I’m glad your prognosis is good pops – it is such an individual decision what we do with our working lives. How long we have got and not wanting to waste it but – bottom line is I want an income to be able to do what I choose. Good luck with your decision.

Isobel what exactly does taking ill health retirement entail and what financial income does it give? My problem is that I broke my service for 6 months when I took time off to nurse my terminally ill mother (kind caring council that they are – not). To be quite honest I want my pension to pay out at the end of the day to give my family something. I have always been the main bread winner and have children at uni etc. I really know so little about all the ins and outs of it and don’t want to go to personnel department to ask for advice as I feel it is my business and don’t trust their confidentiality. I will probably be on more chemo shortly and don’t know if I can work again through this one. Does anyone know how long they have to keep you on their books if you are off sick?

Isobel how lovely you are getting married next month – good luck with all the plans and have a wonderful day, what a lovely month to get married in I hope the sun shines for you both.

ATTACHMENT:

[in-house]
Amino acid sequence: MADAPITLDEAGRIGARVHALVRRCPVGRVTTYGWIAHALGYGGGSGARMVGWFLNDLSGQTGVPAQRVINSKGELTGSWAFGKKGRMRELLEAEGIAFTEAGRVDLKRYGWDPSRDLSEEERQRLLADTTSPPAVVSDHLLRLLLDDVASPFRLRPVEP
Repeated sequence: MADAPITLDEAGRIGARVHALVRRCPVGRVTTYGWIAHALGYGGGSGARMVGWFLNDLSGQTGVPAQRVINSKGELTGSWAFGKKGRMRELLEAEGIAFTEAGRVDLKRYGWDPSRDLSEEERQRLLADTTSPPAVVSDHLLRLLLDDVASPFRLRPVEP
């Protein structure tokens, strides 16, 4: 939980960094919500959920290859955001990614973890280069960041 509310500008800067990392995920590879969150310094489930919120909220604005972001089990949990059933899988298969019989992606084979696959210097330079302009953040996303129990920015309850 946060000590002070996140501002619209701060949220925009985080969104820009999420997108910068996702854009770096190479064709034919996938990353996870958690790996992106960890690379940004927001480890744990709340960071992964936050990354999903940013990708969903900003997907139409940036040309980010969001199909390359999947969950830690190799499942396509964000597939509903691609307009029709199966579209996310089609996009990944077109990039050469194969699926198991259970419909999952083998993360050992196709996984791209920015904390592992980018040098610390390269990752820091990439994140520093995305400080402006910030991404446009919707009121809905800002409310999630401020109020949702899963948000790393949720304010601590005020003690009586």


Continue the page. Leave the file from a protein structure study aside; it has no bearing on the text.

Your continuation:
Nicky and everyone – have you got your DLA? I was allocated mine after excellent advice from the forum and it’s £125.00 a week. It will help when you go part time, is not means tested and everyone with secs is entitled and should apply.

Well done on your decision Signet – it is a biggie isn’t it and I’m glad you are doing what is right for you.

Take care all Anne x x

Hi, I was diagnosed with secondaries in upper left arm with some rib/spine lesions in June 2009. Chemo and rads (6 cycles taxotere)followed with Bondronat and Aromasin (biphosphonate and hormone) ongoing treatments. My onc resolutely will not give a time frame - has written to my GP that he has ‘fingers crossed’ that I stay as well as I can for as long as I can and said to me 'don’t spend all your money but make hay while the sun shines!! Not sure what I think about all that but feel OK at present.